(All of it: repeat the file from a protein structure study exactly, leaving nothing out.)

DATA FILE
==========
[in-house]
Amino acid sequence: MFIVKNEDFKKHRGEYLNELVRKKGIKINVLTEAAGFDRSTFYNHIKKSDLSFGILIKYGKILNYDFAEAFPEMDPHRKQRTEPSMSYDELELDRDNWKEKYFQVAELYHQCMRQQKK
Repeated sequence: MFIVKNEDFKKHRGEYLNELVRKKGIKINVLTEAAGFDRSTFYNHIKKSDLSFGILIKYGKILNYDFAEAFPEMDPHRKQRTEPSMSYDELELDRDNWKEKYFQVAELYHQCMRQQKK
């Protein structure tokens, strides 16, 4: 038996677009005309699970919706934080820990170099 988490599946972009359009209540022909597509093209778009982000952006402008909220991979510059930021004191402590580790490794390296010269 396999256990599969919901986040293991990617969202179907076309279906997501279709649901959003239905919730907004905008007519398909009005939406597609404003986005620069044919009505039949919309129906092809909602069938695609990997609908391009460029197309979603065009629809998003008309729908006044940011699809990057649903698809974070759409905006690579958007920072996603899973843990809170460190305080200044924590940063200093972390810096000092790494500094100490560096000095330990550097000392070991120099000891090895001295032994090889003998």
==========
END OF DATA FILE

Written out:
[in-house]
Amino acid sequence: MFIVKNEDFKKHRGEYLNELVRKKGIKINVLTEAAGFDRSTFYNHIKKSDLSFGILIKYGKILNYDFAEAFPEMDPHRKQRTEPSMSYDELELDRDNWKEKYFQVAELYHQCMRQQKK
Repeated sequence: MFIVKNEDFKKHRGEYLNELVRKKGIKINVLTEAAGFDRSTFYNHIKKSDLSFGILIKYGKILNYDFAEAFPEMDPHRKQRTEPSMSYDELELDRDNWKEKYFQVAELYHQCMRQQKK
């Protein structure tokens, strides 16, 4: 038996677009005309699970919706934080820990170099 988490599946972009359009209540022909597509093209778009982000952006402008909220991979510059930021004191402590580790490794390296010269 396999256990599969919901986040293991990617969202179907076309279906997501279709649901959003239905919730907004905008007519398909009005939406597609404003986005620069044919009505039949919309129906092809909602069938695609990997609908391009460029197309979603065009629809998003008309729908006044940011699809990057649903698809974070759409905006690579958007920072996603899973843990809170460190305080200044924590940063200093972390810096000092790494500094100490560096000095330990550097000392070991120099000891090895001295032994090889003998």